One of the more interesting stories in the NFL Free Agency period this year has been the “market correction” that is killing players dreams of realizing the big payday they expected. It wasn’t long ago that D’Brickashaw Ferguson and Jordan Gross received deals worth close to $60 million. This year LT Jake Long signed for $36 million. Last season Jason McCourty and LaDarius Webb signed deals in excess of $40 million dollars. This year Aqib Talib gets $5 million and Sean Smith $16.5 million over 3 years. Both were considered franchise tag candidates. Last year Mario Williams signed a record setting contract worth $96 million. This year DE Cliff Avril was lucky to grab a two year deal worth just over $13 million. What exactly is going on? Some of have said collusion, but is it really?
You have to think of the salary cap in terms of a family budget. Think back to the way you have handled the financial crisis of recent years with rising gasoline costs, increased food prices, and relatively flat wages for most of us. At first some of us did not really adjust much. Maybe we thought it would simply get better in the future and made no changes. Others bought more on credit. Some immediately began to pull back on spending. By a year later most of us were trying to find ways to reduce costs on “luxury items”. We have no choice, for the most part, to buy gasoline for our cars or buy food for the family but dining out or going on nice vacations may have been put on temporary hold. That is really what is happening here.
Under the prior CBA the salary cap grew from $109 million in 2007 to $123 million in 2009, a growth rate of over 6% per year. Under that model, which is what was being used to sign players and create a marketplace, the cap managers of a team were banking on a salary cap of close to $150 million in 2013. When the new CBA was signed in 2011 it was so late in the process that nobody had much time to consider the real salary cap ramifications of the new deal. The union proclaimed they got a great deal and while the cap number that was agreed to was low there were concessions made to boost it via the use of $3 million dollar veteran player credits in 2011 and $1.5 million in similar credits in 2012. The bill for those moves would not be due until years in the future.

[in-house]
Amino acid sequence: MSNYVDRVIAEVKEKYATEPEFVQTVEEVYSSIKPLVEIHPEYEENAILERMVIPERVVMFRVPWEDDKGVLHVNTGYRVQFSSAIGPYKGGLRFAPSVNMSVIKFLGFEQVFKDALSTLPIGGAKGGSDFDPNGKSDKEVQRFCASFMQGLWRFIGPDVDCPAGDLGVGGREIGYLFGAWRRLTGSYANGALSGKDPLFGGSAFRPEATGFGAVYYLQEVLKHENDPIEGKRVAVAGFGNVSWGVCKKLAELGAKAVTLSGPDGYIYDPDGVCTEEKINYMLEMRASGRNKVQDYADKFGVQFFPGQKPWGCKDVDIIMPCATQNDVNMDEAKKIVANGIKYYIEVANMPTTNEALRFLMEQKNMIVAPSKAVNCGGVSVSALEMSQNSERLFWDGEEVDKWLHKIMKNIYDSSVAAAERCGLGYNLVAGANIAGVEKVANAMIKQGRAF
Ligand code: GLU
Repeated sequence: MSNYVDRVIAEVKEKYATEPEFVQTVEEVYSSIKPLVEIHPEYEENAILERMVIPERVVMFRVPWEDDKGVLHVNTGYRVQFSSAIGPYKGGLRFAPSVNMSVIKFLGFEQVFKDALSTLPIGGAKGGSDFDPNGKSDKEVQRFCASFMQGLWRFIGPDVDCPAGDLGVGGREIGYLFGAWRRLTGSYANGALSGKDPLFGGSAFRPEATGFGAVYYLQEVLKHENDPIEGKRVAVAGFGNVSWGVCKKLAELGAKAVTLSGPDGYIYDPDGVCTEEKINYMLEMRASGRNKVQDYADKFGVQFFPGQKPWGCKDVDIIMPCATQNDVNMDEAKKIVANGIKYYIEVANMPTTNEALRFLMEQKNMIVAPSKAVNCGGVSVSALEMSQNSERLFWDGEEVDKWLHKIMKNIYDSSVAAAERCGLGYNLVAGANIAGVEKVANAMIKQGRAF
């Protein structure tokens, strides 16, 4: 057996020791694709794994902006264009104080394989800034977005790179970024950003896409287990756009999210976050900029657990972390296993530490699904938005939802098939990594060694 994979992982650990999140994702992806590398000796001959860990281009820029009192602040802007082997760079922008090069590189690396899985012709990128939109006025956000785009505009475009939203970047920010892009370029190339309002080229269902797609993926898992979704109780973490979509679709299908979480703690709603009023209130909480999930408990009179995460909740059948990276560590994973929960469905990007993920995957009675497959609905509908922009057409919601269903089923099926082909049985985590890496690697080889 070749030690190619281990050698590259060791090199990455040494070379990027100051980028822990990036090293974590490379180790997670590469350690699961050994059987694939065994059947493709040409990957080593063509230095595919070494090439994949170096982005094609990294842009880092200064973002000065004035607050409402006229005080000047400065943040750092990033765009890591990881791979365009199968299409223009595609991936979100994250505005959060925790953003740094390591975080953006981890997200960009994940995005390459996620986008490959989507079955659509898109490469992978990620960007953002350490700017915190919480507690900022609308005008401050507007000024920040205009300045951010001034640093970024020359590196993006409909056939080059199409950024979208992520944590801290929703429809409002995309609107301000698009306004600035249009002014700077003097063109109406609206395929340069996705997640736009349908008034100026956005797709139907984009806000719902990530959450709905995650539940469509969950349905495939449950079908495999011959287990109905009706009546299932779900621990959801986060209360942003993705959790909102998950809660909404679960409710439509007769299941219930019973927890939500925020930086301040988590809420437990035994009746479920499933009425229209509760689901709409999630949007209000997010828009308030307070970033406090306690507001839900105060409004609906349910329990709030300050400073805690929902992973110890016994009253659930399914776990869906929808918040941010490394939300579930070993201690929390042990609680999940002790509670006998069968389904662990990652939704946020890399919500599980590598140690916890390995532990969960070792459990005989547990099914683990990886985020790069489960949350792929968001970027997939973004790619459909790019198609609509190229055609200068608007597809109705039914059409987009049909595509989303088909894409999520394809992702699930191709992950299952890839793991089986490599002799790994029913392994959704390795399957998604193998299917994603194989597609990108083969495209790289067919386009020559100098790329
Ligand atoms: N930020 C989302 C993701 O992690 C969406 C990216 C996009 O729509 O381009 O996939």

When the salary cap in 2012 showed no growth I think there was panic among teams and players. If anything the cap should have fallen and rookie wages should have been reduced but some last second bargaining seemed to boost the numbers to at least the same levels as 2011. Certain teams wisely pulled back. The 49’ers for instance were using extra cap room not to sign players but to accelerate future dead money into the current league year to add more financial flexibility to their cap management. The Eagles were allocating huge chunks of unused cap room to carryover to the following year to offset their future payrolls. The Jets stopped spending. By 2013 almost all teams are pulling back realizing that this is not a fluke occurrence but a long term problem. I don’t think they really have a choice based on my projected cap from the old vs new CBA:
There is close to a $27 million dollar salary gap between where teams thought the cap would be versus where it is in 2013 and it is only getting wider by the year. The problem is further compounded by the continued growth of the salary for the Quarterback, a subject I touched on when discussing the over the top salary given to Joe Flacco because of the position he plays and fact he just won a Super Bowl. The QB is essentially our fixed costs in our household budget. Teams have decided that they can not win without the great QB and because of the great demand for them the price skyrockets. Even backup QB’s with “potential” like Chase Daniel are making millions while other players who play 16 games a year are struggling to get a contract.
In the final capped year of the old CBA Eli Manning was the top paid QB. His deal was set to average $16.25 million a year or about 13.2% of the cap in the year it was signed. Eventually his brother jumped his total with a $19 million dollar deal in 2011 signed during the early stages of the new CBA. That $19 million represented 15.8% of the 2011 unadjusted salary cap, which one would think would cap the marketplace at those figures- 13.2% for the up and coming star and around 15.8% for the established superstar. The Saints would jump the Manning figure the following year allocating 16.6% to Drew Brees and the Ravens then caved in big on Joe Flacco pushing him to 16.3% of this years cap.
It was really the Flacco deal that made it known the QB position is not slowing down in salary anytime soon. If we consider Aaron Rodgers to be the new Peyton Manning that likely means a deal around $23.9 million a year with the superstar QB cap allocation now jumping to a whopping 18.9% compared to just 15.8% in 2011. That is $ 4 to 5 million a year that needs to be taken from other positions just because of the QB.